I’ll let you in on a little secret.
Here is why I named the category this post is in “Priority Management” … and not “Time Management,” even though mastering time will most often be what posts in this section are about.
It’s because, as Chris Brogan says on page 48 in his new book The Freaks Shall Inherit The Earth:
Whenever I don’t have time, it’s because of a choice I’ve made.
The last three words there are key:
My time is allocated where I choose to allocate it. These are not other people’s choices — and if they are, I’ve chosen to put myself in a position where other people can allocate my time for me.
So it still comes back to me and my choices.
Choices I’ve made.
Choices that are in the past. So there is no sense dwelling on them, because to do so would be to interfere with the here and now — and waste more time. There is some use, however, in reflecting on those choices, if only briefly, assuming the result is better choices in the future.
Stop shirking responsibility
The point is a simple one: we are responsible for where our time goes and we make time for our priorities.
“I didn’t have time”
This actually means, “it wasn’t important enough.” It wasn’t a high priority, fun, distracting, profitable or urgent enough to make it to the top of the list.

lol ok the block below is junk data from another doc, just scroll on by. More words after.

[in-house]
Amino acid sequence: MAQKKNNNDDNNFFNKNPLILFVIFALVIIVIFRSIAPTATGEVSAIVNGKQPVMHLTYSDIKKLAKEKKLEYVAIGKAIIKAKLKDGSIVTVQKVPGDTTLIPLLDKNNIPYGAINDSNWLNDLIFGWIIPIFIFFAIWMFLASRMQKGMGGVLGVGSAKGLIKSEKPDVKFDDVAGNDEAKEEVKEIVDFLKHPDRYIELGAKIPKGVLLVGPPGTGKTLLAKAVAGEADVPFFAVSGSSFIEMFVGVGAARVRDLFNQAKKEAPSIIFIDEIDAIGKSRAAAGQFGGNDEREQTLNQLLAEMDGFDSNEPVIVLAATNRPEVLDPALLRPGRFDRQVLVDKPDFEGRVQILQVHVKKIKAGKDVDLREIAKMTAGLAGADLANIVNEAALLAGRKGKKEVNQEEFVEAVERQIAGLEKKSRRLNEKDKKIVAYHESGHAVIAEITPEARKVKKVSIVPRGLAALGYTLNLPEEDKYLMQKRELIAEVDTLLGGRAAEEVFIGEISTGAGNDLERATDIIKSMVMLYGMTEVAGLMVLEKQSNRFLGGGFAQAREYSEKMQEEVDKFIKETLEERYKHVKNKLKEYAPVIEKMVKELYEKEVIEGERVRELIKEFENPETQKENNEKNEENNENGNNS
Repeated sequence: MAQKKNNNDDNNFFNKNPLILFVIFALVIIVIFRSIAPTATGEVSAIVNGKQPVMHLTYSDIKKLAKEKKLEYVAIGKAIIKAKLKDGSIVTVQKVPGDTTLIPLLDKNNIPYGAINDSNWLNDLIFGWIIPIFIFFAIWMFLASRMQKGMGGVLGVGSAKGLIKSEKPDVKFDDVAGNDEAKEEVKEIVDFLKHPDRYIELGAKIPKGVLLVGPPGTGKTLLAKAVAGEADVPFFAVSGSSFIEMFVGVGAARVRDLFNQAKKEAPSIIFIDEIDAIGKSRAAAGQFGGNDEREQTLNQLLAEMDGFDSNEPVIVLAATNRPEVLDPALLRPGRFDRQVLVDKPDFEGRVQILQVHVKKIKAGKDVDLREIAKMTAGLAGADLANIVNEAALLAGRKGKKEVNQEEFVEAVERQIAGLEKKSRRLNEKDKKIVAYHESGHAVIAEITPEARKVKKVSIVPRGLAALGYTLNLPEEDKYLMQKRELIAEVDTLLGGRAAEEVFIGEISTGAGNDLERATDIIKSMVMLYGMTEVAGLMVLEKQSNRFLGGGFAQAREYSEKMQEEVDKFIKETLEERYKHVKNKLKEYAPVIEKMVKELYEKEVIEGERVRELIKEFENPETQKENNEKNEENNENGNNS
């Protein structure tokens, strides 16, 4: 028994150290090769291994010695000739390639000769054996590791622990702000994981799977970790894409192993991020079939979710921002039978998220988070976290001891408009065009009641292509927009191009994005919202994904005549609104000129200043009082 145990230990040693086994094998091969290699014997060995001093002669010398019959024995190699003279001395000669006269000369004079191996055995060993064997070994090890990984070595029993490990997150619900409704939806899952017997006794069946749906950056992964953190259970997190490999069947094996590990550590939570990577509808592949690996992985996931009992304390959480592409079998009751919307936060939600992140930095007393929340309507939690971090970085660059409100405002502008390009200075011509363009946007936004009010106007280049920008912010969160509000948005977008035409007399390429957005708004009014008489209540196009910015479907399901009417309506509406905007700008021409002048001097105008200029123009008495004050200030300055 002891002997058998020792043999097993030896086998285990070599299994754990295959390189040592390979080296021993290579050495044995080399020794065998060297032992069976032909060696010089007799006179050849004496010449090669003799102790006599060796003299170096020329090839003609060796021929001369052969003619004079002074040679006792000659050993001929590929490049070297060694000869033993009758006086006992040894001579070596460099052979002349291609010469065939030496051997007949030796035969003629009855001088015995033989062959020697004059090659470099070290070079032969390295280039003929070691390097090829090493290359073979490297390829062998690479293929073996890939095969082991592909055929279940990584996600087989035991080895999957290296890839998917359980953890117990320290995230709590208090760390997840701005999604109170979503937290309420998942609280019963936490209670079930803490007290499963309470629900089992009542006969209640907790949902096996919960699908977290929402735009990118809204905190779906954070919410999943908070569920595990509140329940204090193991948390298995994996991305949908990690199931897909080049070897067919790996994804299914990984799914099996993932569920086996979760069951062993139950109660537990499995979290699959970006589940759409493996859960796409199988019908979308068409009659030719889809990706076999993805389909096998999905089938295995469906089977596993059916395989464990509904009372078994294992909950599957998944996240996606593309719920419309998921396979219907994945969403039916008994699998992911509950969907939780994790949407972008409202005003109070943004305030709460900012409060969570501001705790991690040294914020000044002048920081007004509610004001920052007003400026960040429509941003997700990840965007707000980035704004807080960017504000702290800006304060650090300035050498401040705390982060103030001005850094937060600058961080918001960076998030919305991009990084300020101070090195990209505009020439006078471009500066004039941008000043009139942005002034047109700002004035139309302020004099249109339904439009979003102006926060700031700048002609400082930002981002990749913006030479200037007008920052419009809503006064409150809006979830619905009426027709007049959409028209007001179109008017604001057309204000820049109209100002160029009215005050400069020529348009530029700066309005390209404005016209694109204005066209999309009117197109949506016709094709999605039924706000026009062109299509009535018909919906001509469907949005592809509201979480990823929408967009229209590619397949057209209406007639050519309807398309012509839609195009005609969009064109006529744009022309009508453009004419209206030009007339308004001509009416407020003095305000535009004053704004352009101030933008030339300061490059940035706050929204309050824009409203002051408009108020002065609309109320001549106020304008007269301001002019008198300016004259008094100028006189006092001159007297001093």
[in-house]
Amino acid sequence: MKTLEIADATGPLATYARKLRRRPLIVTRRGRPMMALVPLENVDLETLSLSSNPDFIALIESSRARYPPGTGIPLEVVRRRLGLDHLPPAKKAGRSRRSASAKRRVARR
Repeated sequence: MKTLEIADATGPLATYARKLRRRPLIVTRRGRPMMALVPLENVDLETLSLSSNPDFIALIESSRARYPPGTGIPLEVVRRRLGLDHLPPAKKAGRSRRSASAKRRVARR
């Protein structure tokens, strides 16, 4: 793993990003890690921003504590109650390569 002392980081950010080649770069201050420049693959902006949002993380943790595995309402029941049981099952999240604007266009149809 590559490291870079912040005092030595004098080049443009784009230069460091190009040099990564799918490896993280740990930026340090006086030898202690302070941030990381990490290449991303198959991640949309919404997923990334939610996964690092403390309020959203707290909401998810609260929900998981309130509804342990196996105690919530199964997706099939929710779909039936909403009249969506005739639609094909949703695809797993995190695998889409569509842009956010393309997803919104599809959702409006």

At best, saying “I didn’t have time” is a cop-out. At worst (but perhaps more accurate) it’s a lie.
Sure, it may be a comfortable little white lie to tell someone who came up short on your priority chopping block, if the goal is protecting that person’s feelings in the short term (a dubious rationalization), but it’s a destructive lie to tell yourself.
The more we say “I didn’t have time” and believe it, the more we absolve ourselves from the responsibility that is so clearly ours and nobody else’s.
“I didn’t make that enough of a priority” is what we should be saying, and then decide if it really is a priority and change … or we decide that it’s really not, and then consider removing whatever it is from our implied or explicit commitment list.
Define your priorities, and stick to them
How important is this? Here’s Brogan again, page 46:
Let me be clear: You will not inherit the earth, nor will you be successful at most anything, if you can’t figure out and master time.
This is why it’s number one on my Skills To Improve list.
I’m among the most careless perpetrators of the bullshit “I didn’t have time” line that I know. It’s simultaneously self-serving and self-defeating. But I can unlock an entire world of potential if I flip that script. So can you.
All it takes is a clear definition of our priorities, and an indefatigable commitment to them.
That first part — defining our priorities (and doing so smartly and with our long-term interests in mind) — is typically the real problem, not a lack of time.
We make time for our priorities. We don’t have enough for most else. It’s that simple.
So enough with the bullshit.
Prioritize. And let’s stop lying to ourselves.
Agree? Spread the word
If you disagree with me, please hop down to the comments and let’s discuss.
If you agree, still hop down to the comments and share your thoughts … and consider spreading the word through social media. Here’s a shareable you can use:
As always, thanks for visiting and taking the time to read. We’ll see you right here tomorrow.
Flickr Creative Commons Image “Guardian of Time” via Cornelia Kopp.